Jim Crow was never real. He was a work of fiction, a character cobbled together from various Black traits as seen through a white man's gaze. And though his name is forever linked with the racist anti-Black laws of the late 19th and early 20th century American South, Jim Crow was never confined to below the Mason-Dixon Line.
No, when white actor Thomas Dartmouth Rice, a native New Yorker, made his fortune, it was through exposing white audiences nationwide to his combination of Irish music and steps with Blacks' music and a pastiche of their dialect. It feels horrifyingly fitting that almost 200 years later, Jim Crow is on tour once again — and he's playing engagements in almost every state.
Jim Crow laws affected every aspect of Southern Black life from the post-Reconstruction period until the mid-1960s, enshrining a segregated racial caste with Blacks effectively excluded from public life. That weight was enforced especially brutally at the ballot box, where white lawmakers found any number of tricks to keep Blacks from exercising their constitutional right to vote when violence had failed to scare them away. Those indirect measures ranged from poll taxes to keep poor Blacks — and many poor whites — from voting to literacy tests to grandfather clauses preventing citizens from voting if a grandfather had been ineligible.
These laws worked — in Alabama, Georgia, Mississippi, North Carolina and South Carolina, only 22.5 percent of the voting-age Black population was registered to vote in 1934. All of them, and Virginia, were subject at least in part to the formula passed in the Voting Rights Act of 1965, which prevented changes in election laws without federal approval.
Now, in the 1960 census, there were about 5.7 million nonwhite citizens in the states and counties covered under the Voting Rights Act. That's 5.7 million Americans who Congress determined needed protection from their states' overly restrictive laws. With new amendments to the law and changes in the formula, Alaska, Arizona and Texas — as well as counties in California, Florida, New York and South Dakota and two townships in Michigan — also had to petition the feds to change their voting laws as of 2013.
But that year, the Supreme Court struck down the coverage formula, saying that it was unconstitutional as it existed at the time and that Congress needed to change it. This being Congress, of course no fix has passed since then, thanks to Republican obstruction.
The change after the Supreme Court decision was almost immediate. By the very next year, the Brennan Center for Justice counted, nine of the 15 states previously covered under the formula had passed laws to restrict access to the ballot. These changes, pushed through GOP-dominated legislatures, have only gotten worse under the guise of preventing "voter fraud."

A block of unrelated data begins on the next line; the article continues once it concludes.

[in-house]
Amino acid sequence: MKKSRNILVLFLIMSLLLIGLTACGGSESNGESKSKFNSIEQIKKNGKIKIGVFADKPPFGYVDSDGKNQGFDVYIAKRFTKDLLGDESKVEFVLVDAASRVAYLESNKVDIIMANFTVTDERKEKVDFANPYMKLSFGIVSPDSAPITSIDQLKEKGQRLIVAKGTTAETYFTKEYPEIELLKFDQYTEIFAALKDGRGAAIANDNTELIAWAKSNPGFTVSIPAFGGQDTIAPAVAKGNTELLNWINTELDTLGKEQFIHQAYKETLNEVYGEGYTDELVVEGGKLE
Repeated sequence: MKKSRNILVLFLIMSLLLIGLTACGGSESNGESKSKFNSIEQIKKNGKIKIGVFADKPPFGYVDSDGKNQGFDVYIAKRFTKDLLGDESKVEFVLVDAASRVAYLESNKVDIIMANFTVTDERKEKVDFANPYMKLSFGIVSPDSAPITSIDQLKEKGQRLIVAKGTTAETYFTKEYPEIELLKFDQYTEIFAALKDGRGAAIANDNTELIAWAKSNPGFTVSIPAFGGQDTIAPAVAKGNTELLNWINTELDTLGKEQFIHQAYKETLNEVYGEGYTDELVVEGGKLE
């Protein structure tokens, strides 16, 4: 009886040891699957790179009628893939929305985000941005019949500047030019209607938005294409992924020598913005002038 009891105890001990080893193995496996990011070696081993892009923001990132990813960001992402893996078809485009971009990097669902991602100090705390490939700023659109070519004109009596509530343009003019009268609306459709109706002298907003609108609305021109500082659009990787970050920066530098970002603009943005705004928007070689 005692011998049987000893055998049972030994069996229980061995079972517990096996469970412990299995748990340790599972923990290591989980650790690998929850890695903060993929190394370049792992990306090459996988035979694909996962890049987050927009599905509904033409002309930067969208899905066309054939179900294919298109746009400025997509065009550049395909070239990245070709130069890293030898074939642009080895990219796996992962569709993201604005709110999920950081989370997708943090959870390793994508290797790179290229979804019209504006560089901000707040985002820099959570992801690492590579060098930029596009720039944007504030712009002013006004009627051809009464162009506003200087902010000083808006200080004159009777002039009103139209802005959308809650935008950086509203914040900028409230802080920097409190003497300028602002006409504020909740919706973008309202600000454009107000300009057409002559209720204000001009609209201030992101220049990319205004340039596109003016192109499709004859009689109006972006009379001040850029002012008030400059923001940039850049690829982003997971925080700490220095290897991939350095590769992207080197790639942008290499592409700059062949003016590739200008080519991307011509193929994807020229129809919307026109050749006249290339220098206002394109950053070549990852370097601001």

President Donald Trump hammered that narrative on his way to losing the 2020 presidential election. And Republicans around the country have picked up the ball and run with it — they've introduced bills that would restrict voting access in 43 states, according to a Washington Post tally.
In states that President Joe Biden won comfortably, those bills are likely to be dead on arrival; they're basically just signaling from GOP politicians to their base. But "Republicans hold legislative majorities and governorships in 24 states — including battlegrounds like Arizona, Florida, Georgia, even Texas — and 22 of them are pursuing voting restrictions," NBC News' "Meet The Press" team points out.
Remember how I said that 5.7 million nonwhites were affected? That number reaches into the tens of millions if the measures that GOP-controlled states like Georgia are considering are on the books during the 2022 midterms, like bills to limit absentee voting, reduce early voting days and cut hours the polls are open on Election Day.
Some of these states — like Idaho, Iowa and Pennsylvania — were never part of the Voting Rights Act's formula. They were never part of the systemic disenfranchisement of nonwhite voters that the South spent years propping up. And yet here they are, doing their best impression of that system.
When Rice took his minstrel show on the road in the 19th century, he was welcomed with open arms by Northern whites. We're likewise seeing the nationalization of Jim Crow-era anti-voting laws play out. It took Congress' overcoming the South's filibuster in the Senate to put an end to those laws in 1965. America's future is counting on Congress to do the same this year.